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HomeHealth'Cancer is still a taboo’ say Harrow Asian women’s group

‘Cancer is still a taboo’ say Harrow Asian women’s group

Macmillan Cancer Support has granted just under £11,000 to the Asian Women Cancer Group in Harrow to fund a groundbreaking series of workshops aimed at breaking the silence around cancer among Asian women in the community.

These workshops are designed to create a safe and supportive environment for women to openly discuss their experiences and rebuild their self-confidence after undergoing cancer treatment.

Emma Hammett, Macmillan Engagement Lead for London, noted the importance of such initiatives, saying, “A lot of the people I work with tell me that cancer has damaged their self-confidence. Treatment can leave them with physical scars or body changes such as hair loss. There is also the emotional trauma of a cancer diagnosis, which can affect people for years afterwards.”

The Asian Women Cancer Group is a vital resource for individuals like Saudamini, a 68-year-old retired Bank Manager from Queensbury in Harrow who was diagnosed with stage 2 breast cancer.

Sharing her experience, Saudamini stated, “I think that cancer is still a taboo within the Asian community. The group gives us a confidential space to talk. Within the Asian community, there is still a culture where women get suppressed a lot more than men. Just being with other women who are going through cancer helps us to feel we are not alone and like we can open up.”

Saudamini’s diagnosis coincided with her husband Vipendra’s diagnosis of bladder cancer, adding to the emotional challenges she faced.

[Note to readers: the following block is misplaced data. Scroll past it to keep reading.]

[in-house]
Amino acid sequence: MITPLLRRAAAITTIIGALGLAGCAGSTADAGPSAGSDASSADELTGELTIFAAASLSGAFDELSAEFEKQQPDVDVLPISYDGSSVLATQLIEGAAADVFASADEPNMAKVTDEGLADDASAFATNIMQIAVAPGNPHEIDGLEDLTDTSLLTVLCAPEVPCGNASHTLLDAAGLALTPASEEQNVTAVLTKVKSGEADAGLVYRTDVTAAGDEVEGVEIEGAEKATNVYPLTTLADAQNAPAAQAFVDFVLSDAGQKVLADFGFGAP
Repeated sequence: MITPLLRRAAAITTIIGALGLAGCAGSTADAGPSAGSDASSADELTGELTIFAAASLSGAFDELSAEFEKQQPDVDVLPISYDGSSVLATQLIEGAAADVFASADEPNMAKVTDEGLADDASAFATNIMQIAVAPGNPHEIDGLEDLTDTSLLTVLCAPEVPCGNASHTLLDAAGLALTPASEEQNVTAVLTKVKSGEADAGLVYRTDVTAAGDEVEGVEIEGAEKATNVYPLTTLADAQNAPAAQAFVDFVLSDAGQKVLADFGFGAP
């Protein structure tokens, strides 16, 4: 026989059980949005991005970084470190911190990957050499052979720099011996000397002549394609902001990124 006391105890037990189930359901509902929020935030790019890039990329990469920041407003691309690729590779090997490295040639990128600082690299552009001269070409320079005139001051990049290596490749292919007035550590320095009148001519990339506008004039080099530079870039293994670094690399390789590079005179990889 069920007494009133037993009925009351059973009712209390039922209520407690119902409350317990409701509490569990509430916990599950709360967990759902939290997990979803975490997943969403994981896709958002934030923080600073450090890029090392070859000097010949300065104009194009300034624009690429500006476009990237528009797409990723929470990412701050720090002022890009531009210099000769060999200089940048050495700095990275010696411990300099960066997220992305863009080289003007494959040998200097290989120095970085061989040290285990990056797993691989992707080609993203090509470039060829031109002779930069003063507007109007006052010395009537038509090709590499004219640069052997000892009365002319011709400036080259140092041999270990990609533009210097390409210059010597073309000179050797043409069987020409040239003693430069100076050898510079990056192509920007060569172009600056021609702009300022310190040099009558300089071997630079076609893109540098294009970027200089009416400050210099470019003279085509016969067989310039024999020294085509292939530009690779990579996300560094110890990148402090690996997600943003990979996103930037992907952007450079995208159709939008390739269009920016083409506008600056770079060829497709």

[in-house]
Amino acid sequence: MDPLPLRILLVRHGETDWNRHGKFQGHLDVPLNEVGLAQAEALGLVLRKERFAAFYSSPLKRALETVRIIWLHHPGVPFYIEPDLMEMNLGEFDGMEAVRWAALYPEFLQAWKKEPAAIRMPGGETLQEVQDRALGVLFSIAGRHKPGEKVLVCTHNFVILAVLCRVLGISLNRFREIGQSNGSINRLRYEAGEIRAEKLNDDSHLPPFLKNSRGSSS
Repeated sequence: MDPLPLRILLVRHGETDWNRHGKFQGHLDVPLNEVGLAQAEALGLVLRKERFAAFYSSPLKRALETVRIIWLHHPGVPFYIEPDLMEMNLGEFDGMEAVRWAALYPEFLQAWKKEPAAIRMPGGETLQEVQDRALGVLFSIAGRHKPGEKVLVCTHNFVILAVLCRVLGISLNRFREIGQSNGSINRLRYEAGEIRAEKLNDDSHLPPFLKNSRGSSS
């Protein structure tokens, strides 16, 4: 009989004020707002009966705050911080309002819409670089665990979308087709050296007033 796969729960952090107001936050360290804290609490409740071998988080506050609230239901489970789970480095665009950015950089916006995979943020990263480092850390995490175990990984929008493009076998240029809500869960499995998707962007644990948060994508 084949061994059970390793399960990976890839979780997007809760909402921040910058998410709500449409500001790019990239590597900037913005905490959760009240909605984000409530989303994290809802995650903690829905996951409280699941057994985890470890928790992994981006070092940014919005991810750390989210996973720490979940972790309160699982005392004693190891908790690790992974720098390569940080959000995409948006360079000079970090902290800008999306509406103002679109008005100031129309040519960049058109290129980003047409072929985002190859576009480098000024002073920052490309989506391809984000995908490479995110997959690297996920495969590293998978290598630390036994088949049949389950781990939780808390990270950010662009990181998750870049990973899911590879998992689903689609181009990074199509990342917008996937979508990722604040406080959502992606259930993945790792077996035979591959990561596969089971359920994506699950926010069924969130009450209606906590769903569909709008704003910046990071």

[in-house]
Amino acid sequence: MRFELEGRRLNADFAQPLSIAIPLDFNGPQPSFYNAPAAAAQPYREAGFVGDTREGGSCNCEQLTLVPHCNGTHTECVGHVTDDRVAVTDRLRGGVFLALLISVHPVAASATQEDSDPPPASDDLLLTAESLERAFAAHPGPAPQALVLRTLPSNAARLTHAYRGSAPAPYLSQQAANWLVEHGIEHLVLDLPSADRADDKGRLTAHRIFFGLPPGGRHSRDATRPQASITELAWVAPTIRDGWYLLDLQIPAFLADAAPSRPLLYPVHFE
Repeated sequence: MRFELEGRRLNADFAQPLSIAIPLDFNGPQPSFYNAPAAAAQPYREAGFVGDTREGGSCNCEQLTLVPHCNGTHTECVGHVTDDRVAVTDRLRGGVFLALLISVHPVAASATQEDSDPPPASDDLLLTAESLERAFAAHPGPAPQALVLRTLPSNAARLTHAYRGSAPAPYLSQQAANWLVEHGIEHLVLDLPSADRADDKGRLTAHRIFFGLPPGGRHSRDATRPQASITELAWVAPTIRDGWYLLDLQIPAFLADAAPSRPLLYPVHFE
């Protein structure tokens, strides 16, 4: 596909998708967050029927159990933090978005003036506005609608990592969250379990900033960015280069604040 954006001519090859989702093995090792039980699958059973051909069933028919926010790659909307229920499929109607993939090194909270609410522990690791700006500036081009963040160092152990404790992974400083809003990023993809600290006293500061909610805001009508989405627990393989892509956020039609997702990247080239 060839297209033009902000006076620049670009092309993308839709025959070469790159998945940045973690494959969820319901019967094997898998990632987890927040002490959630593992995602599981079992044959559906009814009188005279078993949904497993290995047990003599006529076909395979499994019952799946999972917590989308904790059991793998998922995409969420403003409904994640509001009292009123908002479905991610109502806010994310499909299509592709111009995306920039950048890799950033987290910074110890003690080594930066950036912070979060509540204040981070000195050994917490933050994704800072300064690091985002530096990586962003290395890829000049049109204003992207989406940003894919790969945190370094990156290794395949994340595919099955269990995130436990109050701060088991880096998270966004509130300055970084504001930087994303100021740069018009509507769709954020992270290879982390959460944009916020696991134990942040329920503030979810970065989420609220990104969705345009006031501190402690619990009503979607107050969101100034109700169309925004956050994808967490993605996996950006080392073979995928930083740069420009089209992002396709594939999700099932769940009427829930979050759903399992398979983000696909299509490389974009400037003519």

'Cancer is still a taboo’ say Harrow Asian women’s group Harrow Online
Image: Macmillian Cancer Support

The Asian Women Cancer Group relies on grants like the one provided by Macmillan to continue its critical work. The Macmillan-funded workshops offered by the group cover a wide range of topics, including expert talks from medical professionals such as psychologists and breast cancer surgeons, self-care workshops focusing on mindfulness, exercise classes, and hair and beauty sessions, all aimed at helping women regain their confidence after cancer treatment.

On September 12th, the Asian Women Cancer Group organised a Macmillan Coffee Morning, a significant annual fundraising event for the charity. The event raised an impressive £745 to support people living with cancer.

Macmillan Coffee Morning is a cornerstone of Macmillan Cancer Support’s fundraising efforts and raised over £12 million for individuals affected by cancer last year. To learn more about hosting your own coffee morning, visit the Macmillan website.

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